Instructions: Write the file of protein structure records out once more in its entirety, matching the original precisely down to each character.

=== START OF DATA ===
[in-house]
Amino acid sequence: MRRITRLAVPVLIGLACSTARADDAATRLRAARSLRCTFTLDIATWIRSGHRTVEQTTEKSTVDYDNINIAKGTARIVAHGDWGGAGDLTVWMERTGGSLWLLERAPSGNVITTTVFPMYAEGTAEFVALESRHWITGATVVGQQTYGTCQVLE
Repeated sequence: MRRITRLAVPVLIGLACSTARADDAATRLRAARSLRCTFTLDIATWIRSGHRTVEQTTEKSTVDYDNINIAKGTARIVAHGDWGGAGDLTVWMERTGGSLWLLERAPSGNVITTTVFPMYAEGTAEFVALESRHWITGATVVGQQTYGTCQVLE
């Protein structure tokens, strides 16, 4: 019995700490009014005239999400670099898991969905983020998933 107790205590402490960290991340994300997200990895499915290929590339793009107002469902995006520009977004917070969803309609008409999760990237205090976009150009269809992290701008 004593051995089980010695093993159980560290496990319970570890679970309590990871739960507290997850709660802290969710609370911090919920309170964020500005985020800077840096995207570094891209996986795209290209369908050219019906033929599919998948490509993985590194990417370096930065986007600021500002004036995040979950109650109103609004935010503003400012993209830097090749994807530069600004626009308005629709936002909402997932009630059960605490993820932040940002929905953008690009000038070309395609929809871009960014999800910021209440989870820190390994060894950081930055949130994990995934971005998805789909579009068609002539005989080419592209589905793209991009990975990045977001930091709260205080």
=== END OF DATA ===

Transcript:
[in-house]
Amino acid sequence: MRRITRLAVPVLIGLACSTARADDAATRLRAARSLRCTFTLDIATWIRSGHRTVEQTTEKSTVDYDNINIAKGTARIVAHGDWGGAGDLTVWMERTGGSLWLLERAPSGNVITTTVFPMYAEGTAEFVALESRHWITGATVVGQQTYGTCQVLE
Repeated sequence: MRRITRLAVPVLIGLACSTARADDAATRLRAARSLRCTFTLDIATWIRSGHRTVEQTTEKSTVDYDNINIAKGTARIVAHGDWGGAGDLTVWMERTGGSLWLLERAPSGNVITTTVFPMYAEGTAEFVALESRHWITGATVVGQQTYGTCQVLE
């Protein structure tokens, strides 16, 4: 019995700490009014005239999400670099898991969905983020998933 107790205590402490960290991340994300997200990895499915290929590339793009107002469902995006520009977004917070969803309609008409999760990237205090976009150009269809992290701008 004593051995089980010695093993159980560290496990319970570890679970309590990871739960507290997850709660802290969710609370911090919920309170964020500005985020800077840096995207570094891209996986795209290209369908050219019906033929599919998948490509993985590194990417370096930065986007600021500002004036995040979950109650109103609004935010503003400012993209830097090749994807530069600004626009308005629709936002909402997932009630059960605490993820932040940002929905953008690009000038070309395609929809871009960014999800910021209440989870820190390994060894950081930055949130994990995934971005998805789909579009068609002539005989080419592209589905793209991009990975990045977001930091709260205080």